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How does vectorized lsqcurvefit() calculate sum-of-square, row-wise or column-wise?

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Xingwang Yong
Xingwang Yong on 14 Jan 2021
Commented: Xingwang Yong on 15 Jan 2021
I have a 1001 measuments, in each measurement, there is a curve
y = a*exp(-b*x)
where x and y are vectors containing 8 elements, a and b are scalar parameters I want to fit. The 1001 measurements are independent and I want to get 1001 a and b.
Generally, I would do
% load measured data
% ...
% size(all_xdata) = 1001*8;
% size(all_ydata) = 1001*8;
fun1D = @(x, xdata)x(1)*exp(-x(2)*xdata) % y = a*exp(-b*x)
parfor k = 1:1001
lsqcurvefit(fun1D,x0,all_xdata(k, :), all_ydata(k, :))
I learned from here vectorized lsqcurvefit() may give me some speed-up.
However, I am a little confused about how to set the shape of xdata and ydata with vectorized lsqcurvefit(). The key problem here is that I do not know how lsqcurvefit() calculate the sum-of-square. From the documentation,
fun_ND = @... % vectorized version
sum-of-squares = sum((fun_ND(x,xdata)-ydata).^2)
If the size of ydata of 1001*8, what the size of sum-of-squares would be? 1001*1 (sum along each row)or 1*8(sum along each column). Apparently, for curve-fitting, we want it to be 1001*1, i.e. the sum-of-squares should be calculated within each measurement.
For a matrix, sum() would sum along column if there is not a second input provided. I am not sure if sum((fun(x,xdata)-ydata).^2) in the documentaion is pseudo-code or not.
  1 Comment
Xingwang Yong
Xingwang Yong on 14 Jan 2021
I find out myself, one can assume that sum() in lsqcurvefit() would add along row, e.g.
sum-of-squares = sum((fun_ND(x,xdata)-ydata).^2)
if ydata is m-by-n, then sum-of-squares should be m-by-1.
Here is the code, althought it can not prove that sum() add along row directly.
numMeasure = 101;
numPoints = 8;
a = rand(numMeasure,1);
b = rand(numMeasure, 1);
all_xdata = ones(numMeasure, 1) * (1:numPoints);
all_ydata = a*ones(1, numPoints).*exp(-b*ones(1, numPoints).*all_xdata);
fun_ND = @(x, xdata)x(:,1)*ones(1, size(xdata, 2)).*exp(-x(:,2)*ones(1, size(xdata, 2)).*xdata);
x0 = [rand(numMeasure,1),rand(numMeasure, 1)];
abfit = lsqcurvefit(fun_ND,x0,all_xdata,all_ydata);
numDisplay = 5;
yfit = fun_ND(abfit(1:numDisplay,:), all_xdata(1:numDisplay,:));
plot(all_xdata(1:numDisplay,:)', all_ydata(1:numDisplay,:)', 'ok', ...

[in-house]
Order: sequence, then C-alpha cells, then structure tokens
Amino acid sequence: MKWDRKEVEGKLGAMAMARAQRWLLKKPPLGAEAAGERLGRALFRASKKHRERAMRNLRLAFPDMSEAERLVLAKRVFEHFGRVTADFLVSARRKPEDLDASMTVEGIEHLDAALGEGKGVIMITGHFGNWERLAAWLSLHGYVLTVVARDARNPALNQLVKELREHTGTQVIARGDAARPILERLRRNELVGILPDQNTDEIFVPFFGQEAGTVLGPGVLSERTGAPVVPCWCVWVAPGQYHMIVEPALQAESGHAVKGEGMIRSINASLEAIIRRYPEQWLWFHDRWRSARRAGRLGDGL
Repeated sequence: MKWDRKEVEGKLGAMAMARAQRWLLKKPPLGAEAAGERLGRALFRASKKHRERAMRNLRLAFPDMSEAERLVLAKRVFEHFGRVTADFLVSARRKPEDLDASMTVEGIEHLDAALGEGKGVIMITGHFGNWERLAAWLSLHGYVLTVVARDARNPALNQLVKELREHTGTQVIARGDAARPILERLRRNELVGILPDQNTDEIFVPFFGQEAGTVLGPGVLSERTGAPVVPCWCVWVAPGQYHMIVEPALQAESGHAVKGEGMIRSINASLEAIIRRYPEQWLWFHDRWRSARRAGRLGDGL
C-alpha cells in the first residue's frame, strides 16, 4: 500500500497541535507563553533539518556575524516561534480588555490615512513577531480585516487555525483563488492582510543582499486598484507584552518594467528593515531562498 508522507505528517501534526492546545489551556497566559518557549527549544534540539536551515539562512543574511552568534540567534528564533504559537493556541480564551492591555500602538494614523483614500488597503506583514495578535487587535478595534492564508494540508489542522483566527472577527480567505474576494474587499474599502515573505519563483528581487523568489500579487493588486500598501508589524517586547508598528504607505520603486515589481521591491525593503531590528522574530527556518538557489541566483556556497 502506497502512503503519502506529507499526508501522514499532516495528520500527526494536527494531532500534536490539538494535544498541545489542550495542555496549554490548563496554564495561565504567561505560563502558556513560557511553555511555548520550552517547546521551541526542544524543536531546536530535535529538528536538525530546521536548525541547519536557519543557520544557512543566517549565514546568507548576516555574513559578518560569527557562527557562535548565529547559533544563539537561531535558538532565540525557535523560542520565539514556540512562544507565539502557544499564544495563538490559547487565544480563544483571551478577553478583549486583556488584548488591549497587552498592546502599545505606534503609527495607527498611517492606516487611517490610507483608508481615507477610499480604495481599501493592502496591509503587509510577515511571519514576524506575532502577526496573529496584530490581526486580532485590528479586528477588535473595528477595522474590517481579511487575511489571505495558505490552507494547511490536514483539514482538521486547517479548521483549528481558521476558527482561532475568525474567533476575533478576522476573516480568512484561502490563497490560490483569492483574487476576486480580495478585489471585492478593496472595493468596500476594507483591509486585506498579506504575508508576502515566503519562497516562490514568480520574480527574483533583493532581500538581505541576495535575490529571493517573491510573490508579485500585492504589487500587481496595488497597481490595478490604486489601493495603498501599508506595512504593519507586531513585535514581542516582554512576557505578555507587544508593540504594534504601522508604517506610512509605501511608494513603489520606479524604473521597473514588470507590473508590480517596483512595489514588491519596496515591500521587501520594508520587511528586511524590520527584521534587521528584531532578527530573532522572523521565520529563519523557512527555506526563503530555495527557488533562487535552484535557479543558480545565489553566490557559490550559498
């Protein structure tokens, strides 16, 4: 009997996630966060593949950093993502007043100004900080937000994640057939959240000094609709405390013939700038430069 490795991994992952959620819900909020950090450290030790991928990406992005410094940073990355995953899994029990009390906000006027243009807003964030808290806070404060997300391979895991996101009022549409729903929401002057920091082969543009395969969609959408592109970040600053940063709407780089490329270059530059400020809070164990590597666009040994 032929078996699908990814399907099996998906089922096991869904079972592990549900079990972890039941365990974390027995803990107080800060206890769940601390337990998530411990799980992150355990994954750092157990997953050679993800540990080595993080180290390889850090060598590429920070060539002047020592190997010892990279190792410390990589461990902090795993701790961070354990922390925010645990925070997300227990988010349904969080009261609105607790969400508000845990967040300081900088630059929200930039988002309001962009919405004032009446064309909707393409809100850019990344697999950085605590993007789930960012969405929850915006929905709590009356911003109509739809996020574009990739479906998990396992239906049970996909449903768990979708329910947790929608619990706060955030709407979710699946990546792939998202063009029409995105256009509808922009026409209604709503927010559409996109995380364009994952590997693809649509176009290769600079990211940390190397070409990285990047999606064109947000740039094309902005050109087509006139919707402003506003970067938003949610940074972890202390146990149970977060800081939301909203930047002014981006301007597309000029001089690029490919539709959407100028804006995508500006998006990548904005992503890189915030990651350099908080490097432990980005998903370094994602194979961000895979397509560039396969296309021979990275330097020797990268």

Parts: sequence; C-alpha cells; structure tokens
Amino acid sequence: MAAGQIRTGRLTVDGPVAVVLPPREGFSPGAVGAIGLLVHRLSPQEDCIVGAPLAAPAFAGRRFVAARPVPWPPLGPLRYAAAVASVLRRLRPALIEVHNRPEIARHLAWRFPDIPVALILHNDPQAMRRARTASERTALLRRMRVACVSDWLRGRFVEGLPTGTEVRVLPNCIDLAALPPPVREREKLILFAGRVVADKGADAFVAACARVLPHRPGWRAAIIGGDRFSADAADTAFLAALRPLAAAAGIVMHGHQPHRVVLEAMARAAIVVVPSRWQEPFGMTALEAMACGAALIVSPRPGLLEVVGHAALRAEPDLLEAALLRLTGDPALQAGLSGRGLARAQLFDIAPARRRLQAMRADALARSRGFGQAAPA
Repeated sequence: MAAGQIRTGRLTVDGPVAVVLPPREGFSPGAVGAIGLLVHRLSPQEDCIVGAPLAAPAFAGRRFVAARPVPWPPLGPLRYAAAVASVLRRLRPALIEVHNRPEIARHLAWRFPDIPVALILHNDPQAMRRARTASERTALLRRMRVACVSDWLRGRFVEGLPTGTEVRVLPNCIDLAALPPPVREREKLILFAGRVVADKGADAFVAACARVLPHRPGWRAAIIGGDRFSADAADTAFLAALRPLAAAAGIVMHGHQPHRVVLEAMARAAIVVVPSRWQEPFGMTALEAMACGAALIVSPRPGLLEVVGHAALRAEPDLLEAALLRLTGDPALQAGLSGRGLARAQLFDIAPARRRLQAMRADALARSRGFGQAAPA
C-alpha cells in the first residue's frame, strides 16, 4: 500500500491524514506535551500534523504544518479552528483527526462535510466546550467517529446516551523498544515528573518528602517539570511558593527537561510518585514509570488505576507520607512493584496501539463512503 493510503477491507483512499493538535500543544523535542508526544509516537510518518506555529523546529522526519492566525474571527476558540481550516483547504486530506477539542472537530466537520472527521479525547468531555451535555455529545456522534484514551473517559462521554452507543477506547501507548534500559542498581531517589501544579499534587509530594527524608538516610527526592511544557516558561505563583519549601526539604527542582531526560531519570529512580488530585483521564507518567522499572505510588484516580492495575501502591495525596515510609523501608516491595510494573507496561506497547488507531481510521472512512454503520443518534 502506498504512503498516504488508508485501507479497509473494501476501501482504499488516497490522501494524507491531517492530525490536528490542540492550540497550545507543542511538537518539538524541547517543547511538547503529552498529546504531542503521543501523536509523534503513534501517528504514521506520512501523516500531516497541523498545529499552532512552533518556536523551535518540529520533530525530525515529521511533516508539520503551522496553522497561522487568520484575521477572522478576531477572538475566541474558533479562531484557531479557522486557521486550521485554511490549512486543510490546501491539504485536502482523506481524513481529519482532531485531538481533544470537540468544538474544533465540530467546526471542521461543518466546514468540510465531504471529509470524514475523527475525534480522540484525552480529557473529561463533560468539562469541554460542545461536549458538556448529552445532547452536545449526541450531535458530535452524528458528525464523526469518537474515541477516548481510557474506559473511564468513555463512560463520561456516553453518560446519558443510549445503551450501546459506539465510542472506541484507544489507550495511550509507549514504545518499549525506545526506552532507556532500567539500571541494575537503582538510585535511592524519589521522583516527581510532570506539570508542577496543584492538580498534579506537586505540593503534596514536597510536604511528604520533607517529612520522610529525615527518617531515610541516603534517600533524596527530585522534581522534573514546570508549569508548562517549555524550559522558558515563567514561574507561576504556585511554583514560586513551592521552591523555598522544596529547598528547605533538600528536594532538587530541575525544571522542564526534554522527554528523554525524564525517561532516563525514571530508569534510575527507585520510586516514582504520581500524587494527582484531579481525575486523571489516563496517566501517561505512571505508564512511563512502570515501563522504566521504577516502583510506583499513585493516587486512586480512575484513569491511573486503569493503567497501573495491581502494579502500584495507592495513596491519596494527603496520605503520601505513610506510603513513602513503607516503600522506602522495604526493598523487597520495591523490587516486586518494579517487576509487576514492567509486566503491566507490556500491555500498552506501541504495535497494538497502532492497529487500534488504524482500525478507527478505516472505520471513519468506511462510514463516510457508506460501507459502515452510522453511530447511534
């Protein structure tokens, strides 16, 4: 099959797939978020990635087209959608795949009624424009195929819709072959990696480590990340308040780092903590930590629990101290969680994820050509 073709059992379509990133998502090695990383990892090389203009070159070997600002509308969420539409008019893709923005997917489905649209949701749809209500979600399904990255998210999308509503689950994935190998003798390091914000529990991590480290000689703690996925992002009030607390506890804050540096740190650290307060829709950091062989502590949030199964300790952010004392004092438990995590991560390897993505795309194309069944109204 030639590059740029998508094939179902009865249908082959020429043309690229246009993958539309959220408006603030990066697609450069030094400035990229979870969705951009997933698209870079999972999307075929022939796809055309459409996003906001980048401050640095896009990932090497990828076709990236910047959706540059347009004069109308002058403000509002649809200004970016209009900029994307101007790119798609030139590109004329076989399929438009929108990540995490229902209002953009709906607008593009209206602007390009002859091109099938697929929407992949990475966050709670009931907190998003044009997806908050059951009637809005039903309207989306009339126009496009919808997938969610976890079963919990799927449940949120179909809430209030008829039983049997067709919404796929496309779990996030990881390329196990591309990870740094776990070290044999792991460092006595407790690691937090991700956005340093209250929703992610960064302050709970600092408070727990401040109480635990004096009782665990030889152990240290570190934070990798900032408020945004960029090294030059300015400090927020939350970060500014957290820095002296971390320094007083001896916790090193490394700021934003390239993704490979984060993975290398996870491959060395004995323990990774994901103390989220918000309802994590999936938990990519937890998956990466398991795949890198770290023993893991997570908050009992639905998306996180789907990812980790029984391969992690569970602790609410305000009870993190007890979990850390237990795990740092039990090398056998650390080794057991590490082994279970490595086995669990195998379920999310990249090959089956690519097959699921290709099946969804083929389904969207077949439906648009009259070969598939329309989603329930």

all_xdata(1:numDisplay,:)', yfit', '-');
Maybe you treat sum() add along column and write another version of fun_ND(), it would also work.

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Accepted Answer

Matt J
Matt J on 14 Jan 2021
Edited: Matt J on 14 Jan 2021
if ydata is m-by-n, then sum-of-squares should be m-by-1.
The objective function minimized by lsqcurvefit is always just,
sum-of-squares = sum((fun_ND(x,xdata)-ydata).^2 ,'all')
In other words, the shape of your data matrices is irrelevant to the calculation of the objective function. However, in your case, because each row of your matrices happens to have its own independent set of parameters (a,b), the minimization is separable, i.e., the optimum (a,b) only depends on the sum-of-square terms from its corresponding row. But this has nothing to do with lsqcurvefit. It is just a feature of the parametric structure of your specific problem. If you had organized your data and parametric model column-wise instead of row-wise, however, you would get the exact same result.
Another important thing to understand with lsqcurvefit is that it does not work with your xdata, ydata, or fun_ND output in 1001x8 matrix form. It always does a preliminary reshape of all those matrices into 8008x1 column vectors (see also here). Similarly, when you supply your own sparse Jacobian calculation (which you must do to get the advantages of this technique) lsqcurvefit will expect to receive an 8008x2002 matrix.
As one consequence of this, I think it will be better for you to organize your xdata and ydata as 8x1001 matrices instead of 1001x8 (and change fun_ND accordingly). That way, your Jacobians will have a simple, sparse, block diagonal form, where each of the diagonal blocks is 8x2.

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